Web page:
Automotive Computer Network Repair (Diagnostic Strategies of Modern Automotive Systems) By Mandy Concepcion In this book we will cover the intricacies of automotive inter-module communication systems or networks. The scope of this section will also go beyond the normal needs of an automotive technician. Hence, this will probably be the most difficult part of this series to comprehend. Be patient and open minded. Always give yourself time to absorb the knowledge and do not be discouraged. Special emphasis will be placed on ...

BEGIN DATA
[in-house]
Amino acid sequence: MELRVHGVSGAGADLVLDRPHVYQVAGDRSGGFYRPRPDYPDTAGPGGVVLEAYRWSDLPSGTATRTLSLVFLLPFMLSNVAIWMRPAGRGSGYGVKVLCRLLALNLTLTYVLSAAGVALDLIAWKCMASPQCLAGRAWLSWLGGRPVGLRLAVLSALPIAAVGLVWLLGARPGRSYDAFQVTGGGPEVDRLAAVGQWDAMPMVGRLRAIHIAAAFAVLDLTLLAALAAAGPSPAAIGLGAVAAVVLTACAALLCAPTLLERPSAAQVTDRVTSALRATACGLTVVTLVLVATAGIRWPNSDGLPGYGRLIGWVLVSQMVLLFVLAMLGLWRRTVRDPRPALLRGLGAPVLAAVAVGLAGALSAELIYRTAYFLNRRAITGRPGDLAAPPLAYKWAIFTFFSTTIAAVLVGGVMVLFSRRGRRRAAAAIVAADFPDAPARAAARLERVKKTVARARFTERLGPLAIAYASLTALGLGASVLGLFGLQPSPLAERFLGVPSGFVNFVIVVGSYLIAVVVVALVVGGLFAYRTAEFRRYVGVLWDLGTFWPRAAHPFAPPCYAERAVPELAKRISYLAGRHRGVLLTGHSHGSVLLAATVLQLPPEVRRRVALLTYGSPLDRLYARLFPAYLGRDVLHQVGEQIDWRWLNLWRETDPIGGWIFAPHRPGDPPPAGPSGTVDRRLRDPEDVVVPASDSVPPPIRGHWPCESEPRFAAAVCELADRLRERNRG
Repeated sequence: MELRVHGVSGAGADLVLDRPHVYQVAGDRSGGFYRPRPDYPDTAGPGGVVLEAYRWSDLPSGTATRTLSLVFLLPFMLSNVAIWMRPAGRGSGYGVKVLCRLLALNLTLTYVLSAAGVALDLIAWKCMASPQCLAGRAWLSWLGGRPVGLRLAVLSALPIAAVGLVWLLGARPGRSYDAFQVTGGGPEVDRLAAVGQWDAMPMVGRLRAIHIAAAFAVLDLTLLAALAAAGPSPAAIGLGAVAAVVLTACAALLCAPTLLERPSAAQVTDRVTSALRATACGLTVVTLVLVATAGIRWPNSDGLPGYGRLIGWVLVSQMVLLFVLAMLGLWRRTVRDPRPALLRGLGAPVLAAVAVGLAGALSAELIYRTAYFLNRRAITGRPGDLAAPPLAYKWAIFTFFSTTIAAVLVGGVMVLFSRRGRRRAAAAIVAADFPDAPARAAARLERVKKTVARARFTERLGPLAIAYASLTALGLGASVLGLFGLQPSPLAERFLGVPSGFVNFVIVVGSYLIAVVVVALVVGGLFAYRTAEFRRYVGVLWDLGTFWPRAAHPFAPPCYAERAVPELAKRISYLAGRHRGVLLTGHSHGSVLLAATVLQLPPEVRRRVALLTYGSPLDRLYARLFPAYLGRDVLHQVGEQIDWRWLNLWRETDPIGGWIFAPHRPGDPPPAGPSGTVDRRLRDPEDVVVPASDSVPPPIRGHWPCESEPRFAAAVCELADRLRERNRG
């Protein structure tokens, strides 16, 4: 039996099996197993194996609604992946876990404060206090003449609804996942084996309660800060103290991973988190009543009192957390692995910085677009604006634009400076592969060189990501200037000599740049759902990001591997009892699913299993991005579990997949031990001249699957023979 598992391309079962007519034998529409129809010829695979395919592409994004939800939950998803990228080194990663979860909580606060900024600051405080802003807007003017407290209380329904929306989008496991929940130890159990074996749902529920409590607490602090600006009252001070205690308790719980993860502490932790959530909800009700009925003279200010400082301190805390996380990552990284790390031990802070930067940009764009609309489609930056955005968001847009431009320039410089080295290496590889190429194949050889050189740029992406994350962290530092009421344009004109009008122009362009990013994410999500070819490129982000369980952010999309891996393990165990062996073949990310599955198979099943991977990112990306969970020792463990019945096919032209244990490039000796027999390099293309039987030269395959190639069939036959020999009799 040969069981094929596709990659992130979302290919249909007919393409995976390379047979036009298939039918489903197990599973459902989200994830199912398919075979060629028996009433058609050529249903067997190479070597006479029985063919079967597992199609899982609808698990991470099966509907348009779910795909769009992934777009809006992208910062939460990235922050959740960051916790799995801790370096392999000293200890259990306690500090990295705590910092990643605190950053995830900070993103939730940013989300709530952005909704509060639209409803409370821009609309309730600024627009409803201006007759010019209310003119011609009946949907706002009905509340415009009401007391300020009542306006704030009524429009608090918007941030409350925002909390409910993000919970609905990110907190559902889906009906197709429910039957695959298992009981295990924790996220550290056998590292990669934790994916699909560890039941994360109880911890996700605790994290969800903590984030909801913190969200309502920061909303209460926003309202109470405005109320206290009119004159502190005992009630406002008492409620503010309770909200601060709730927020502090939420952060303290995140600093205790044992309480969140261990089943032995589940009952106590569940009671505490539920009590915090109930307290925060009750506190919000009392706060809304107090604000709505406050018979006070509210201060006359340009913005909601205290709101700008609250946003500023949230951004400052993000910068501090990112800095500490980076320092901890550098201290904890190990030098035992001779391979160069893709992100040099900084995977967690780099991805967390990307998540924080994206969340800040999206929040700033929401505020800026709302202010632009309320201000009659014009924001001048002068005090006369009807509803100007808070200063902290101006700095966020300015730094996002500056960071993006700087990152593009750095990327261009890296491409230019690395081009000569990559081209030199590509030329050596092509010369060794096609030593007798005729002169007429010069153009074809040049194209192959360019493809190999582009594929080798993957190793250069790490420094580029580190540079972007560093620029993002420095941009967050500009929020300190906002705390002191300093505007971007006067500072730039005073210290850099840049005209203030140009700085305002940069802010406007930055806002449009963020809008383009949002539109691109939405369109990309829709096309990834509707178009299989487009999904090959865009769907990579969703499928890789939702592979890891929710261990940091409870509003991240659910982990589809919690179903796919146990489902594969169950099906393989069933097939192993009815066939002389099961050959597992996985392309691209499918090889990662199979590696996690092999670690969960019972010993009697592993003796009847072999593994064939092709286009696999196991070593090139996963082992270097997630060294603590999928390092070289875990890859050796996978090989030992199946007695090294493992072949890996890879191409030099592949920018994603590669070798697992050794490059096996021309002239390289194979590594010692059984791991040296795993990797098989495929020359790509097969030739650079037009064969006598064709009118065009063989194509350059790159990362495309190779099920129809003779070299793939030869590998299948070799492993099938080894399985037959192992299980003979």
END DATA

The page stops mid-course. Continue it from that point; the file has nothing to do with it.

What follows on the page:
Automotive Computer Network Repair (Diagnostic Strategies of Modern Automotive Systems) By Mandy Concepcion In this book we will cover the intricacies of automotive inter-module communication systems or networks. The scope of this section will also go beyond the normal needs of an automotive technician. Hence, this will probably be the most difficult part of this series to comprehend. Be patient and open minded. Always give yourself time to absorb the knowledge and do not be discouraged. Special emphasis will be placed on the CAN system (Controller Area Network), since it is now the standard. CAN is one of the 9 OBD-2 protocols. A protocol is an agreement on communications interchange. It is in essence a computer communication language and specifies signaling, wiring, size of cables used, who controls the network and voltage levels. Various protocols were used in the past, some proprietary and some generic such as ISO 9141 and SAE 1850 VPW, but the standard is now the CAN protocol. Virtually all vehicle networks now talk to each other though the CAN protocol. It is now common place to see the seat belt, SRS-Airbag, transmission, ABS-Brakes, engine and radio modules or computer talking to each other through the network. Ever wondered why your radio volume goes up when you accelerate the vehicle? That's the engine computer or module telling the radio to raise the volume due to a higher RPM and hence higher ambient noise. It is also common to see a non-shifting transmission due to a faulty network and the issue not being related to the transmission at all. Hopefully this book will shed some light on the operation and knowledge needed to tackle automotive networks in today's vehicles...... Enjoy. Table of Contents 1. INTRODUCTION * - Automotive inter-module communication systems or networks * - Asian, Domestics and European Vehicles * - Fully Networked vehicles. 2. THE NEED FOR IN-VEHICLE NETWORKING * - Use of electrical and electronic components * - Networked automotive sensors. * - Sharing of sensor information * - Weight savings and the simpler wiring harnesses * - Networking and modular systems 3. THE NEED FOR PROTOCOLS * - CAN or Controller Area Network communication protocol * - CLASS A - Low speed * - CLASS B - Medium speed * - CLASS C - High speed * - SAE (Society of Automotive Engineers) * - ISO (International Standards Organization) * - What is a Gateway? 4. NETWORKING ESSENTIALS * - the 7-layer ISO/OSI reference model * - PHYSICAL LAYER * - DATA LINK LAYER * - APPLICATION LAYER * - Medium Access * - CARRIER SENSE MULTIPLE ACCESS or CSMA * - Network latency * - The Topology of a network * - The STAR topology * - The BUS topology * - The TREE topology * - The RING topology 5. DIFFERENT COMMUNICATION NETWORK * - The CCD data bus (Chrysler Collision Detection) * - CCD bus ground * - CCD bus bias voltage * - OEM scan tool (DRB III) * - NO TERMINATION message fault * - The PCI bus (Programmable Communications Interface) * - A CSMA/CD media access scheme * - The Header, DATA, CRC, IFR and EOF elements * - DCL (Data Communications Link) * - circuit 914 and 915 * - SCP (J1850) (Standard Corporate Protocol) * - Dual wire twisted pair bus topology * - The ISO 9141 protocol * - The NGS "DATA LINK DIAGNOSTICS" menu option * - GM (Data Line) UART Serial Communications * - UART data line communications * - GM CLASS 2 data bus * - State of health messages * - The Tech-2 scanner has a dynamic menu configuration * - The Tech-2's PING-ALL-MODULES 6. CAN (Controller Area Network) * - implementation of the CAN protocol * - 11 bit and 29 bit identifyer * - EPA approved for MY 2003 and up * - CAN A, B and C * - MID and PID CAN identifyers * - Master time-keeper-node * - Drive-by-wire systems * - Byteflight, Flexray, and Time-triggered CAN or TTCAN * - The CAN Data-Frame * - The CAN bus-access arbitration * - SOF (start-of-frame) bit * - Control bit * - Arbitration bits * - Data bits * - EOF or end of frame bit
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